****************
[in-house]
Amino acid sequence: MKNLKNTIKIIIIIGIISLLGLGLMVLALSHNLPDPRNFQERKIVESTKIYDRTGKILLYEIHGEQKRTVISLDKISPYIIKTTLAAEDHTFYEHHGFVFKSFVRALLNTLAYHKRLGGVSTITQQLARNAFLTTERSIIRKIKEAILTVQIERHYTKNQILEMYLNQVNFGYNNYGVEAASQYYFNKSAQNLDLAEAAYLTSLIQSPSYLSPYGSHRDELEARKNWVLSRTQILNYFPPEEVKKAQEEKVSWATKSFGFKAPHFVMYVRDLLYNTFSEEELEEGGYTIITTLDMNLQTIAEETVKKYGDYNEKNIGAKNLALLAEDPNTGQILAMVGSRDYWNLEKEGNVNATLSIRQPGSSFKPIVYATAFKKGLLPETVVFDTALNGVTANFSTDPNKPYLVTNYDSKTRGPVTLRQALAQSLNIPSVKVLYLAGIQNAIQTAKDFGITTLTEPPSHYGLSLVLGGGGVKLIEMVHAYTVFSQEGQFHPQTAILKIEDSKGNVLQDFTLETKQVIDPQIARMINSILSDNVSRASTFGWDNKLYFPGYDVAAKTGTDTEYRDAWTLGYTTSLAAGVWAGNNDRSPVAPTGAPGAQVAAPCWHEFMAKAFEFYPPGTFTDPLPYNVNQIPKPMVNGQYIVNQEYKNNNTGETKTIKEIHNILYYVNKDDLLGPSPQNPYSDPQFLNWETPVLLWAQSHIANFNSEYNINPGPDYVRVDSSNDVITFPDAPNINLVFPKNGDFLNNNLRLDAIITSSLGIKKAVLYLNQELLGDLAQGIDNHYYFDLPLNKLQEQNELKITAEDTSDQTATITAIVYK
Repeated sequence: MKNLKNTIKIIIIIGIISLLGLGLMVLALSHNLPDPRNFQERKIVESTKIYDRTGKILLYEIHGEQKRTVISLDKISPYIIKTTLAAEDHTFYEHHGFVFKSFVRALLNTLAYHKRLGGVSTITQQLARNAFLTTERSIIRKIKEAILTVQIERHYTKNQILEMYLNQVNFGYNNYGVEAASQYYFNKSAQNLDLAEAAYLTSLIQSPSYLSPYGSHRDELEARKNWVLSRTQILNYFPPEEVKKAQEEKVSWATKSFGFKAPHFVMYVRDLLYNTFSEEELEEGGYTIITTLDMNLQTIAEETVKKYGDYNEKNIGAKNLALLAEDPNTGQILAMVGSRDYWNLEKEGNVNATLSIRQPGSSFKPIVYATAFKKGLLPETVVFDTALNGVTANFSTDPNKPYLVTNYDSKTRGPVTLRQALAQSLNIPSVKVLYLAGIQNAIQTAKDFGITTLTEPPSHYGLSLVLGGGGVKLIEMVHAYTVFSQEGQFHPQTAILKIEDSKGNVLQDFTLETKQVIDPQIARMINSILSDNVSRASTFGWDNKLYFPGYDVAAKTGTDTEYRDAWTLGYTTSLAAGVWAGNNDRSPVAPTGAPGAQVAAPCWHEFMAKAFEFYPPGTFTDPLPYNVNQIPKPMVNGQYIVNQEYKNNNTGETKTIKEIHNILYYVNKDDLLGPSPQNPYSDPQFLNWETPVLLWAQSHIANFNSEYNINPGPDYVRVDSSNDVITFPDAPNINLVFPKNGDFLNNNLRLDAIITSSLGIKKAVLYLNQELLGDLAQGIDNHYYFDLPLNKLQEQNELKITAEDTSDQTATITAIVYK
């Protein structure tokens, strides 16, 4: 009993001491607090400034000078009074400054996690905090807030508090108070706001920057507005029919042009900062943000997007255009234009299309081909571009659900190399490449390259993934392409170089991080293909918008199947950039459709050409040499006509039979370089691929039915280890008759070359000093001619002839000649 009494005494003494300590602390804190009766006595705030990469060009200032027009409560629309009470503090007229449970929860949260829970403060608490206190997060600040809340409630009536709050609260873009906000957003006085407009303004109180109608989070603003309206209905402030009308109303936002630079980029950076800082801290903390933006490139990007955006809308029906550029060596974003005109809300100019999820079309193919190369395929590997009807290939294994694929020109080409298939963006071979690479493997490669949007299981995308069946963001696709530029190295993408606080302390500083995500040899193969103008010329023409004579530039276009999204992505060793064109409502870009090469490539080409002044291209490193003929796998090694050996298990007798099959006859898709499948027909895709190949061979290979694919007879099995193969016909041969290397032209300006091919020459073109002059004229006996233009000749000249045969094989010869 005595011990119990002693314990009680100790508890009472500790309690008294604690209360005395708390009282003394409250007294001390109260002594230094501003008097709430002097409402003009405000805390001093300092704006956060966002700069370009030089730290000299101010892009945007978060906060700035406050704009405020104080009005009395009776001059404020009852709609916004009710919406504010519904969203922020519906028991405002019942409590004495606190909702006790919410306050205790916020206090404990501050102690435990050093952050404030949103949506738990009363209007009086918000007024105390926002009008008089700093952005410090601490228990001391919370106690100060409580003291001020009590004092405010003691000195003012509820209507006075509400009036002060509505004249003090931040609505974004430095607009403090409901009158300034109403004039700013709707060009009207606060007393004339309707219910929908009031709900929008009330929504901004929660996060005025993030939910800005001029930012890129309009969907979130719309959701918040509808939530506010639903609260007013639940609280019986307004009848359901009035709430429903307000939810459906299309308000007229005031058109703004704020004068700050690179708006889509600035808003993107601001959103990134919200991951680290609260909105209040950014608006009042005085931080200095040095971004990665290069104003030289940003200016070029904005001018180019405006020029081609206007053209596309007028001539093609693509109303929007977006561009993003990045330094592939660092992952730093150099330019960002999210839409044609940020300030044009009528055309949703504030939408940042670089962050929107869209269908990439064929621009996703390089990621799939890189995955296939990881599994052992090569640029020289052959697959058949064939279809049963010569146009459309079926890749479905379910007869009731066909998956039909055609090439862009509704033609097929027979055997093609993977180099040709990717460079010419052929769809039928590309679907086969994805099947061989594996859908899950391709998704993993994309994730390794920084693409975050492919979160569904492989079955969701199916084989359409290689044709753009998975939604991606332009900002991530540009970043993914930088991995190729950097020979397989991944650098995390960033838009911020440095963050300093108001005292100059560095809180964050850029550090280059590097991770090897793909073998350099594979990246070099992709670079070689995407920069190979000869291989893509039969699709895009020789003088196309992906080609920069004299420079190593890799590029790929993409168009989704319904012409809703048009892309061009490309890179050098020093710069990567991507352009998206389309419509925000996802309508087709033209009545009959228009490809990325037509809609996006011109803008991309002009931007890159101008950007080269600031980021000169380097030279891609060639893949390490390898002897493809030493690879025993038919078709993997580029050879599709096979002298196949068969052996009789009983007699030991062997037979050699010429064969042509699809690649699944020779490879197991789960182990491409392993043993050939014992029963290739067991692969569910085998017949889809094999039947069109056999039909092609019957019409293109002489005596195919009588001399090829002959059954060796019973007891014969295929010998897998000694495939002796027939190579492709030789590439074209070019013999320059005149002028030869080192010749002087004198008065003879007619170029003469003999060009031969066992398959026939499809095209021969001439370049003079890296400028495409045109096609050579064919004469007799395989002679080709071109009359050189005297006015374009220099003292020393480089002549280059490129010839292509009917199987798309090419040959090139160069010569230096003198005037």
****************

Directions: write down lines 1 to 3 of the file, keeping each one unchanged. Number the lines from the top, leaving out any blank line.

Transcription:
[in-house]
Amino acid sequence: MKNLKNTIKIIIIIGIISLLGLGLMVLALSHNLPDPRNFQERKIVESTKIYDRTGKILLYEIHGEQKRTVISLDKISPYIIKTTLAAEDHTFYEHHGFVFKSFVRALLNTLAYHKRLGGVSTITQQLARNAFLTTERSIIRKIKEAILTVQIERHYTKNQILEMYLNQVNFGYNNYGVEAASQYYFNKSAQNLDLAEAAYLTSLIQSPSYLSPYGSHRDELEARKNWVLSRTQILNYFPPEEVKKAQEEKVSWATKSFGFKAPHFVMYVRDLLYNTFSEEELEEGGYTIITTLDMNLQTIAEETVKKYGDYNEKNIGAKNLALLAEDPNTGQILAMVGSRDYWNLEKEGNVNATLSIRQPGSSFKPIVYATAFKKGLLPETVVFDTALNGVTANFSTDPNKPYLVTNYDSKTRGPVTLRQALAQSLNIPSVKVLYLAGIQNAIQTAKDFGITTLTEPPSHYGLSLVLGGGGVKLIEMVHAYTVFSQEGQFHPQTAILKIEDSKGNVLQDFTLETKQVIDPQIARMINSILSDNVSRASTFGWDNKLYFPGYDVAAKTGTDTEYRDAWTLGYTTSLAAGVWAGNNDRSPVAPTGAPGAQVAAPCWHEFMAKAFEFYPPGTFTDPLPYNVNQIPKPMVNGQYIVNQEYKNNNTGETKTIKEIHNILYYVNKDDLLGPSPQNPYSDPQFLNWETPVLLWAQSHIANFNSEYNINPGPDYVRVDSSNDVITFPDAPNINLVFPKNGDFLNNNLRLDAIITSSLGIKKAVLYLNQELLGDLAQGIDNHYYFDLPLNKLQEQNELKITAEDTSDQTATITAIVYK
Repeated sequence: MKNLKNTIKIIIIIGIISLLGLGLMVLALSHNLPDPRNFQERKIVESTKIYDRTGKILLYEIHGEQKRTVISLDKISPYIIKTTLAAEDHTFYEHHGFVFKSFVRALLNTLAYHKRLGGVSTITQQLARNAFLTTERSIIRKIKEAILTVQIERHYTKNQILEMYLNQVNFGYNNYGVEAASQYYFNKSAQNLDLAEAAYLTSLIQSPSYLSPYGSHRDELEARKNWVLSRTQILNYFPPEEVKKAQEEKVSWATKSFGFKAPHFVMYVRDLLYNTFSEEELEEGGYTIITTLDMNLQTIAEETVKKYGDYNEKNIGAKNLALLAEDPNTGQILAMVGSRDYWNLEKEGNVNATLSIRQPGSSFKPIVYATAFKKGLLPETVVFDTALNGVTANFSTDPNKPYLVTNYDSKTRGPVTLRQALAQSLNIPSVKVLYLAGIQNAIQTAKDFGITTLTEPPSHYGLSLVLGGGGVKLIEMVHAYTVFSQEGQFHPQTAILKIEDSKGNVLQDFTLETKQVIDPQIARMINSILSDNVSRASTFGWDNKLYFPGYDVAAKTGTDTEYRDAWTLGYTTSLAAGVWAGNNDRSPVAPTGAPGAQVAAPCWHEFMAKAFEFYPPGTFTDPLPYNVNQIPKPMVNGQYIVNQEYKNNNTGETKTIKEIHNILYYVNKDDLLGPSPQNPYSDPQFLNWETPVLLWAQSHIANFNSEYNINPGPDYVRVDSSNDVITFPDAPNINLVFPKNGDFLNNNLRLDAIITSSLGIKKAVLYLNQELLGDLAQGIDNHYYFDLPLNKLQEQNELKITAEDTSDQTATITAIVYK